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Viagra May Soon Have A Rival: FDA Advisory Committee Recommends Approval Of Uprima ® For Treatment OF Erectile Dysfunction
Viagra will soon have a rival for the multi-billion dollar anti-impotence drug market. The Food and Drug Administration's Urology Subcommittee of the Advisory Committee for Reproductive Health Drugs recommended the approval of Uprima ® (apomorphine HCl tablets) for the treatment of impotence.
Uprima is a fast-acting sublingual tablet. If final approval is granted in July, the drug will be the first centrally acting impotence treatment available to patients. When absorbed under the tongue, Uprima works to stimulate production of the brain chemical dopamine, which then sends a signal for an erection. The drug's current rival, Viagra, works by restoring blood flow to the penis.
In clinical trials, the drug worked in as little as 10 minutes, with a median response time of 16-19 minutes. There were some notable side effects in the studies. Such side effects included fainting, nausea and adverse interactions with alcohol. The reported nausea was moderate to severe and occurred in 15% of the patients taking the drug. The drug's success rate has been placed at 44% to 56%. Approval is expected in July 2000.
For more information regarding Uprima, visit Abbot Laboratories.
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Janssen to Stop Marketing Cisapride In The US
Janssen Pharmaceutics Inc., of Titusville, NJ, has announced that is has decided to stop marketing cisapride (Propulsid) in the United States as of July 14, 2000. The effective date of the voluntary action is intended to provide adequate time for patients and physicians to make alternative treatment decisions.
Cisapride is a prescription drug treatment approved for severe nighttime heartburn experienced by adult patients with gastroesophageal reflux disease (GERD) that does not adequately respond to other therapies.
As of December 31, 1999, use of cisapride has been associated with 341 reports of heart rhythm abnormalities including 80 reported fatalities. Most of these adverse events occurred in patients who were taking other medications or suffering from underlying conditions known to increase risk of cardiac arrhythmia associated with cisapride.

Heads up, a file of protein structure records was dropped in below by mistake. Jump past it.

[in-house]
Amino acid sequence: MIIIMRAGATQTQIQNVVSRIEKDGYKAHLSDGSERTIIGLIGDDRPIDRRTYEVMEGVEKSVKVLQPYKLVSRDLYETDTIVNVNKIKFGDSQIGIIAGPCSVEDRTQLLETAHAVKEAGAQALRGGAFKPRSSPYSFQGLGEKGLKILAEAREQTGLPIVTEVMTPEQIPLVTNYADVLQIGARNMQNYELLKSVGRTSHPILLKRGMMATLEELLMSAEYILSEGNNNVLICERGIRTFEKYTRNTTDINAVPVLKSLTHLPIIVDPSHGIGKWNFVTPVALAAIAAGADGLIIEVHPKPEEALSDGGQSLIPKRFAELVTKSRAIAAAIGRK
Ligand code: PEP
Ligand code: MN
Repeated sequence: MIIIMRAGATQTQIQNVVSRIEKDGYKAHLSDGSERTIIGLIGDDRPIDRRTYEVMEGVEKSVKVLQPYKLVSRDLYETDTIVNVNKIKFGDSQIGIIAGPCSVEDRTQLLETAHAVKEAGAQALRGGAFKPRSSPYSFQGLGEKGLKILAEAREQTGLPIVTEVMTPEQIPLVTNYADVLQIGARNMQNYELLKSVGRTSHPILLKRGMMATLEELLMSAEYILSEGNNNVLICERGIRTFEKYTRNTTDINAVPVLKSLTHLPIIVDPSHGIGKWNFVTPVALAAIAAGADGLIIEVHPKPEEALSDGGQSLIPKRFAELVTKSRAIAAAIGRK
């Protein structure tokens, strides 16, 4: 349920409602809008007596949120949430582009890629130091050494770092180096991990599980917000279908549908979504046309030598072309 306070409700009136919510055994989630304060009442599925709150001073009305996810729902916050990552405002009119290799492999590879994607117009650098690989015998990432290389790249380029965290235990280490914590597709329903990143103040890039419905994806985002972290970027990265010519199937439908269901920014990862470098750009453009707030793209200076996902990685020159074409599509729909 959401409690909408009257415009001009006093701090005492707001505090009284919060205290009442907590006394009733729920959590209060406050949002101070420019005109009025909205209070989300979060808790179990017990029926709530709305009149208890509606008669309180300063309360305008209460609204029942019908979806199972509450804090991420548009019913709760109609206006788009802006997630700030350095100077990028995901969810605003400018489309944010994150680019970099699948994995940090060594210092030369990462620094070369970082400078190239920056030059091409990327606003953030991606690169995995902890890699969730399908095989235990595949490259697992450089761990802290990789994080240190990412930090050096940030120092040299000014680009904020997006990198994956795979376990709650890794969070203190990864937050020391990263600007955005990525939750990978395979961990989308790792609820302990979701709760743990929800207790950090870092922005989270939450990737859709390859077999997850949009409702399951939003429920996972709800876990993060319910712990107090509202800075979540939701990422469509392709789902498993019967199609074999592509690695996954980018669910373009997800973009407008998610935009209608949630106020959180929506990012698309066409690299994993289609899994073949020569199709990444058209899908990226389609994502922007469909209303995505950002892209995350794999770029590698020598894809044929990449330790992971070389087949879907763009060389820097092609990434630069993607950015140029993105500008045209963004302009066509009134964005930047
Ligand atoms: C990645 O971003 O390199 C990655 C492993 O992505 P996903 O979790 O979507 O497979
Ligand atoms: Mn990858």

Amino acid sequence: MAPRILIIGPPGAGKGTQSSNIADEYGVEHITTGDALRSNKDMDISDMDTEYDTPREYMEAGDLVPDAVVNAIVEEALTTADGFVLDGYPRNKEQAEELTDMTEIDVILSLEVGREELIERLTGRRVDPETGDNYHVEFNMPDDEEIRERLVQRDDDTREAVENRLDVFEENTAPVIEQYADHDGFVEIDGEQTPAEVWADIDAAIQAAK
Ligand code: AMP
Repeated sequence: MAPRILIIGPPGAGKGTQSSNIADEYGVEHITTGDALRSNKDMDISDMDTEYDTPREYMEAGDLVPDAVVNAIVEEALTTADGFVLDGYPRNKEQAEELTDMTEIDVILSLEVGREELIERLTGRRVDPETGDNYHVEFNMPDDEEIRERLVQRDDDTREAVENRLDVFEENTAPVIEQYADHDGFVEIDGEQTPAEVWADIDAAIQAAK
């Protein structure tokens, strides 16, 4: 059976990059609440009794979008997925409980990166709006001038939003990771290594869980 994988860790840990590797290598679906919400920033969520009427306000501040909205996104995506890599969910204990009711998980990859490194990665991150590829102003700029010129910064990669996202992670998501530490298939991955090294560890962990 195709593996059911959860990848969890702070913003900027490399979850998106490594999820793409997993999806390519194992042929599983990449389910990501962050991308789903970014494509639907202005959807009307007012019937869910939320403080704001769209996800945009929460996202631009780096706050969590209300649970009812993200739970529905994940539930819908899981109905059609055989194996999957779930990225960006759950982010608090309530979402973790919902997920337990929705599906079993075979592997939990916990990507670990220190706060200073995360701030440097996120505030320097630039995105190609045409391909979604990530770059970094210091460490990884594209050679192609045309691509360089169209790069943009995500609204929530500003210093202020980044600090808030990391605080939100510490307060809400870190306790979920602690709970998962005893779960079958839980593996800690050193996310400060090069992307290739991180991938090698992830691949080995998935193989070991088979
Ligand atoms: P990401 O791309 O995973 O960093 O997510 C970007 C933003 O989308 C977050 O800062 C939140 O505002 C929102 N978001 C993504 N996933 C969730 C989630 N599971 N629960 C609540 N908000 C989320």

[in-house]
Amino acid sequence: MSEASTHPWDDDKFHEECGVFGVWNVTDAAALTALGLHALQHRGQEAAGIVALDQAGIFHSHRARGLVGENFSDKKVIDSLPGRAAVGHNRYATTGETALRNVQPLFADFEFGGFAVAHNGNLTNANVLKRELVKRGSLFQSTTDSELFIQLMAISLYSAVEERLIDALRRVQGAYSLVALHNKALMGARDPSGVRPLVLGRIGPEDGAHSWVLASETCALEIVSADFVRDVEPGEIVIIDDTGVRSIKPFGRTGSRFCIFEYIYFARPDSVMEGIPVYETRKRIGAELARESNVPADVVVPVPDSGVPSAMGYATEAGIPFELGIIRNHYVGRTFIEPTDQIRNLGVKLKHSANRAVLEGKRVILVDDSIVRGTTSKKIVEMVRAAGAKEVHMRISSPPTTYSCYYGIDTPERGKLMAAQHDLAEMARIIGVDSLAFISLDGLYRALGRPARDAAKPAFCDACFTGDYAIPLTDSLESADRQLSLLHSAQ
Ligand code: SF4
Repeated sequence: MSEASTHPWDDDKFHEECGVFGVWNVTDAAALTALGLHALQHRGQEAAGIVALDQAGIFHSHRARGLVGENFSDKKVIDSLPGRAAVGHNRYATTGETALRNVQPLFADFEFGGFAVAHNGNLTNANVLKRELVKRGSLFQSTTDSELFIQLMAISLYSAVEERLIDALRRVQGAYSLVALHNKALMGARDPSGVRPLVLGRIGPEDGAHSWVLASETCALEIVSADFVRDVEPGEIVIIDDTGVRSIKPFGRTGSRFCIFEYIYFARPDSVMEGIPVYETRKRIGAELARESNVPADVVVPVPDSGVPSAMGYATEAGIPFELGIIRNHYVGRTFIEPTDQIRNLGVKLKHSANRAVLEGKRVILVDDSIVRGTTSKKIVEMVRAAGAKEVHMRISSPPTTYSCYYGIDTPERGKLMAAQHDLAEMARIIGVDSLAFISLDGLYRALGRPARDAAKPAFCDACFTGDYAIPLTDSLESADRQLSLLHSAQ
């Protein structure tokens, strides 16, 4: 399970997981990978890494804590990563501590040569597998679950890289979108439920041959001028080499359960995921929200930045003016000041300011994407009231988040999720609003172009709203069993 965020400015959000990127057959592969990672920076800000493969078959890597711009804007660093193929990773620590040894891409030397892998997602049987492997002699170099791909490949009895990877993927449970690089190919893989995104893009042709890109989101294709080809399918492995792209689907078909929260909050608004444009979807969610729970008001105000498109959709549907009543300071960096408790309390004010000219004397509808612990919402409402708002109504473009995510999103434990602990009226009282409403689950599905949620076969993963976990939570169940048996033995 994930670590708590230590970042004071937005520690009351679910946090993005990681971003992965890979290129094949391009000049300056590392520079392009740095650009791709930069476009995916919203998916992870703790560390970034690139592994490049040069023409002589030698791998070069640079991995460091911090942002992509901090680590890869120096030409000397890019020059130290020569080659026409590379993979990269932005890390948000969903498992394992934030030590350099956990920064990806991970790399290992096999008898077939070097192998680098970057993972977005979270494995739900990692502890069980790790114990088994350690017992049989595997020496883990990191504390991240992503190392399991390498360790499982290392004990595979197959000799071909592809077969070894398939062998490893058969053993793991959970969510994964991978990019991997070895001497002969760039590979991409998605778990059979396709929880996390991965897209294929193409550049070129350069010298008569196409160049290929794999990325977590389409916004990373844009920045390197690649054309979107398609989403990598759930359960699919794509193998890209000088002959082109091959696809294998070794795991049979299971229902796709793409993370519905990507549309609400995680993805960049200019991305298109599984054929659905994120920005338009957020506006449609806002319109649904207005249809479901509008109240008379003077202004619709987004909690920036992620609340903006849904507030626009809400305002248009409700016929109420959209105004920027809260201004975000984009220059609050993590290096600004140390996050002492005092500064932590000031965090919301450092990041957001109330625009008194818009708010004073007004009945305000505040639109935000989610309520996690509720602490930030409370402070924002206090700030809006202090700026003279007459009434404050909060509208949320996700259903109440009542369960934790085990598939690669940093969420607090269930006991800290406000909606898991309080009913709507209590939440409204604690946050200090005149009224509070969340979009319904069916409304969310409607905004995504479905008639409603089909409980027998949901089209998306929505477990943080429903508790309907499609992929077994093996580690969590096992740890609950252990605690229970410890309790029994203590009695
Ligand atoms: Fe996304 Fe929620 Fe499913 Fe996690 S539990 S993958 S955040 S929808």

Patients who are currently prescribed cisapride are urged to promptly contact their health care providers to discuss alternative treatments.
Physicians who are treating patients with severely debilitation conditions for whom they believe the benefits of cisapride may still outweigh the risks are encouraged to contact Janssen at 1-800-JANSSEN. The company will continue to make the drug available to patients who meet specific clinical eligibility criteria for a limited-access protocol.
Since the drug's approval in 1993, Cisapride's labeling has been revised several times, most recently in January 2000, to inform health care professionals and patients about the drug's risks. Despite these risk management efforts, the firm decided in consultation with the FDA that continued general US prescription access to the drug poses unacceptable risks.
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St. John's Wort: Updated Drug Interactions And Contraindications
Adverse interactions have been reported between St John's wort (hypericum), an herbal product used to treat depression, and two drugs: indinavir, a protease inhibitor used to treat HIV and cyclosporine, a drug used to reduce the risk of organ transplant rejection.
According to researchers at the National Institutes of Health Clinical Center, when St. John's wort and the protease inhibitor indinavir are taken together, the levels of indinavir in the blood drop dramatically. A loss of therapeutic benefit results when the antiviral drug is metabolized too quickly. Participants in the study experienced a serum drop in indinavir from 49% to 99%.
St. John's wort is already contraindicated for patients taking monoamine oxidase inhibitors (MAOIs), warfarin and cyclosporins. Health professionals are warned to include protease inhibitors and nonnucleoside reverse transcriptase inhibitors to the list.
In press releases, the NIH stressed how vital it is for health professionals to understand how prescription drugs and herbal products interact. St. John's wort may have many other unsuspected adverse effects on the functions of drugs essential to the health of vulnerable patient populations.
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